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Of Prayer, by John Calvin, tr. Henry Beveridge [1845], at


Here, by way of objection, several questions are raised. Scripture relates that God sometimes complied with certain prayers which had been dictated by minds not duly calmed or regulated. It is true, that the cause for which Jotham imprecated on the inhabitants of Shechem the disaster which afterwards befell them was well founded; but still he was inflamed with anger and revenge (Judges 9:20); and hence God, by complying with the execration, seems to approve of passionate impulses. Similar fervour also seized Samson, when he prayed, " Strengthen me, I pray thee, only this once, O God, that I may be at once avenged of the Philistines for my two eyes" (Judges 16:28). For although there was some mixture of good zeal, yet his ruling feeling was a fervid, and therefore vicious longing for vengeance. God assents, and hence apparently it might be inferred that prayers are effectual, though not framed in conformity to the rule of the word. But I answer, first, that a perpetual law is not abrogated by singular examples; and, secondly, that special suggestions have sometimes been made to a few individuals, whose case thus becomes different from that of the generality of men. For we should attend to the answer which our Saviour gave to his disciples when they inconsiderately wished to imitate the example of Elias, "Ye know not what manner of spirit ye are of" (Luke 9:55). We must, however, go farther and say, that the wishes to which God assents are not always pleasing to him; but he assents, because it is necessary, by way of example, to give clear evidence of the doctrine of Scripture, viz., that he assists the miserable, and hears the groans of those who unjustly afflicted implore his aid: and, accordingly, he executes his judgments when the complaints of the needy, though in themselves unworthy of attention, ascend to him. For how often, in inflicting punishment on the ungodly for cruelty, rapine, violence, lust, and other crimes, in curbing audacity and fury, and also in overthrowing tyrannical power, has he declared that he gives assistance to those who are unworthily oppressed though they by addressing an unknown deity only beat the air? There is one psalm which clearly teaches that prayers are not without effect, though they do not penetrate to heaven by faith (Ps. 107:6, 13, 19). For it enumerates the prayers which, by natural instinct, necessity extorts from unbelievers not less than from believers, and to which it shows by the event, that God is, notwithstanding, propitious. Is it to testify by such readiness to hear that their prayers are agreeable to him? Nay; it is, first, to magnify or display his mercy by the circumstance, that even the wishes of unbelievers are not denied; and, secondly, to stimulate his true worshippers to more urgent prayer, when they see that sometimes even the wailings of the ungodly are not without avail. This, however, is no reason why believers should deviate from the law divinely imposed upon them, or envy unbelievers, as if they gained much in obtaining what they wished. We have observed (chap. iii. sec. 25), that in this way God yielded to the feigned repentance of Ahab, that he might show how ready he is to listen to his elect when, with true contrition, they seek his favour. Accordingly, he upbraids the Jews, that shortly after experiencing his readiness to listen to their prayers, they returned to their own perverse inclinations. It is also plain from the Book of Judges that, whenever they wept, though their tears were deceitful, they were delivered from the hands of their enemies. Therefore, as God sends his sun indiscriminately on the evil and on the good, so he despises not the tears of those who have a good cause, and whose sorrows are deserving of relief. Meanwhile, though he hears them, it has no more to do with salvation than the supply of food which he gives to other despisers of his goodness.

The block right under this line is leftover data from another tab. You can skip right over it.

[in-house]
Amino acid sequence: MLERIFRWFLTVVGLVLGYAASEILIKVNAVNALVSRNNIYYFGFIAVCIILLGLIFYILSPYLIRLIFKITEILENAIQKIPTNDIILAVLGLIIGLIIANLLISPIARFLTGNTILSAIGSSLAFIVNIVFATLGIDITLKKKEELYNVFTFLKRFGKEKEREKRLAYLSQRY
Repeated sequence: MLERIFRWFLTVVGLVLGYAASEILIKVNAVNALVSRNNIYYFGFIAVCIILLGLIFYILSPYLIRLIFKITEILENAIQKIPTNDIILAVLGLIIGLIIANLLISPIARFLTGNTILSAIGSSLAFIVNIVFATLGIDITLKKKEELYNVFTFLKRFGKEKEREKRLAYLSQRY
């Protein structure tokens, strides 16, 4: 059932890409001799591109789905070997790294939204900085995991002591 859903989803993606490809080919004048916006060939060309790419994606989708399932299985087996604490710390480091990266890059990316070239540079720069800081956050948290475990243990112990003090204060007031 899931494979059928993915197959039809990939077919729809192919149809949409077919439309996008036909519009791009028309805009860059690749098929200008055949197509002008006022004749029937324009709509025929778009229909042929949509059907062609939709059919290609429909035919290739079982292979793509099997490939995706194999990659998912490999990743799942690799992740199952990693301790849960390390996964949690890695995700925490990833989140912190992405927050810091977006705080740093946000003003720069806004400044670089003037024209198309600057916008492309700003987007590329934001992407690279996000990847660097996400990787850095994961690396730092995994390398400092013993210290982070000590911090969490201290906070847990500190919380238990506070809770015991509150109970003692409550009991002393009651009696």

There seems to be a more difficult question concerning Abraham and Samuel, the one of whom, without any instruction from the word of God, prayed in behalf of the people of Sodom, and the other, contrary to an express prohibition, prayed in behalf of Saul (Genesis 18:23; 1 Samuel 15:11). Similar is the case of Jeremiah, who prayed that the city might not be destroyed (Jer. 32:16). It is true their prayers were refused, but it seems harsh to affirm that they prayed without faith. Modest readers will, I hope, be satisfied with this solution, viz., that leaning to the general principle on which God enjoins us to be merciful even to the unworthy, they were not altogether devoid of faith, though in this particular instance their wish was disappointed. Augustine shrewdly remarks, "How do the saints pray in faith when they ask from God contrary to what he has decreed? Namely, because they pray according to his will, not his hidden and immutable will, but that which he suggests to them, that he may hear them in another manner; as he wisely distinguishes" (August. de Civit. Dei, Lib. xxii. c. 2). This is truly said: for, in his incomprehensible counsel, he so regulates events, that the prayers of the saints, though involving a mixture of faith and error, are not in vain. And yet this no more sanctions imitation than it excuses the saints themselves, who I deny not exceeded due bounds. Wherefore, whenever no certain promise exists, our request to God must have a condition annexed to it. Here we may refer to the prayer of David, "Awake for me to the judgment that thou hast commanded" (Psalm 7:6); for he reminds us that he had received special instruction to pray for a temporal blessing. 6


6 The French adds, "duquel id n’eust pas autrement esté asseuré;"—of which he would not otherwise have felt assured.

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